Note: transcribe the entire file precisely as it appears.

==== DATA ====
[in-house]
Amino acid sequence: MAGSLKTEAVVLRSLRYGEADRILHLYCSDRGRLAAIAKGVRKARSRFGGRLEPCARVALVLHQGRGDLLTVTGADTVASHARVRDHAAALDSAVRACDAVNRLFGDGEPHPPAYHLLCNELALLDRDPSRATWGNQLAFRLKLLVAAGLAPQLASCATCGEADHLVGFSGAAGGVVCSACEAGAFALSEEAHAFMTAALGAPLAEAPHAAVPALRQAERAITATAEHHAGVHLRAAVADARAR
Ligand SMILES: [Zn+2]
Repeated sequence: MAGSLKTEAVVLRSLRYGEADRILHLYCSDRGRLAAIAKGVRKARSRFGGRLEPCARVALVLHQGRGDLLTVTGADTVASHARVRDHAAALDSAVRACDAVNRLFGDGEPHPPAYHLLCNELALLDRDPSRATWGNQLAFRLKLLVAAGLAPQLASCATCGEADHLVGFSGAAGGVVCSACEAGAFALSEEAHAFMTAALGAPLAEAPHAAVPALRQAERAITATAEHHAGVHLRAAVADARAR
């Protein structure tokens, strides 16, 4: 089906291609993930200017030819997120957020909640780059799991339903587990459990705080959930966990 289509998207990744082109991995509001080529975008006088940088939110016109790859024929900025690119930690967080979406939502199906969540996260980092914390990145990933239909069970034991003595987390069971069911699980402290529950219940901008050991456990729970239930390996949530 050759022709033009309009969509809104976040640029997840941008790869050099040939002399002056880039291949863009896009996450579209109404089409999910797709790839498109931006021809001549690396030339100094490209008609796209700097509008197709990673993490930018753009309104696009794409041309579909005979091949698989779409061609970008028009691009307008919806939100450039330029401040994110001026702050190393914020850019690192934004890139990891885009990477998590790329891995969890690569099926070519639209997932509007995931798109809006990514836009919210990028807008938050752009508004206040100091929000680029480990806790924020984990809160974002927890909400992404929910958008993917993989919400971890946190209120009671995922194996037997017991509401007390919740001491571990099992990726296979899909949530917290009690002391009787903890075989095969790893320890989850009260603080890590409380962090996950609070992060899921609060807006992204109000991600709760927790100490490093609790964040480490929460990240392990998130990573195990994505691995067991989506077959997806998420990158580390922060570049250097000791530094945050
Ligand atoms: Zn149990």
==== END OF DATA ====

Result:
[in-house]
Amino acid sequence: MAGSLKTEAVVLRSLRYGEADRILHLYCSDRGRLAAIAKGVRKARSRFGGRLEPCARVALVLHQGRGDLLTVTGADTVASHARVRDHAAALDSAVRACDAVNRLFGDGEPHPPAYHLLCNELALLDRDPSRATWGNQLAFRLKLLVAAGLAPQLASCATCGEADHLVGFSGAAGGVVCSACEAGAFALSEEAHAFMTAALGAPLAEAPHAAVPALRQAERAITATAEHHAGVHLRAAVADARAR
Ligand SMILES: [Zn+2]
Repeated sequence: MAGSLKTEAVVLRSLRYGEADRILHLYCSDRGRLAAIAKGVRKARSRFGGRLEPCARVALVLHQGRGDLLTVTGADTVASHARVRDHAAALDSAVRACDAVNRLFGDGEPHPPAYHLLCNELALLDRDPSRATWGNQLAFRLKLLVAAGLAPQLASCATCGEADHLVGFSGAAGGVVCSACEAGAFALSEEAHAFMTAALGAPLAEAPHAAVPALRQAERAITATAEHHAGVHLRAAVADARAR
């Protein structure tokens, strides 16, 4: 089906291609993930200017030819997120957020909640780059799991339903587990459990705080959930966990 289509998207990744082109991995509001080529975008006088940088939110016109790859024929900025690119930690967080979406939502199906969540996260980092914390990145990933239909069970034991003595987390069971069911699980402290529950219940901008050991456990729970239930390996949530 050759022709033009309009969509809104976040640029997840941008790869050099040939002399002056880039291949863009896009996450579209109404089409999910797709790839498109931006021809001549690396030339100094490209008609796209700097509008197709990673993490930018753009309104696009794409041309579909005979091949698989779409061609970008028009691009307008919806939100450039330029401040994110001026702050190393914020850019690192934004890139990891885009990477998590790329891995969890690569099926070519639209997932509007995931798109809006990514836009919210990028807008938050752009508004206040100091929000680029480990806790924020984990809160974002927890909400992404929910958008993917993989919400971890946190209120009671995922194996037997017991509401007390919740001491571990099992990726296979899909949530917290009690002391009787903890075989095969790893320890989850009260603080890590409380962090996950609070992060899921609060807006992204109000991600709760927790100490490093609790964040480490929460990240392990998130990573195990994505691995067991989506077959997806998420990158580390922060570049250097000791530094945050
Ligand atoms: Zn149990």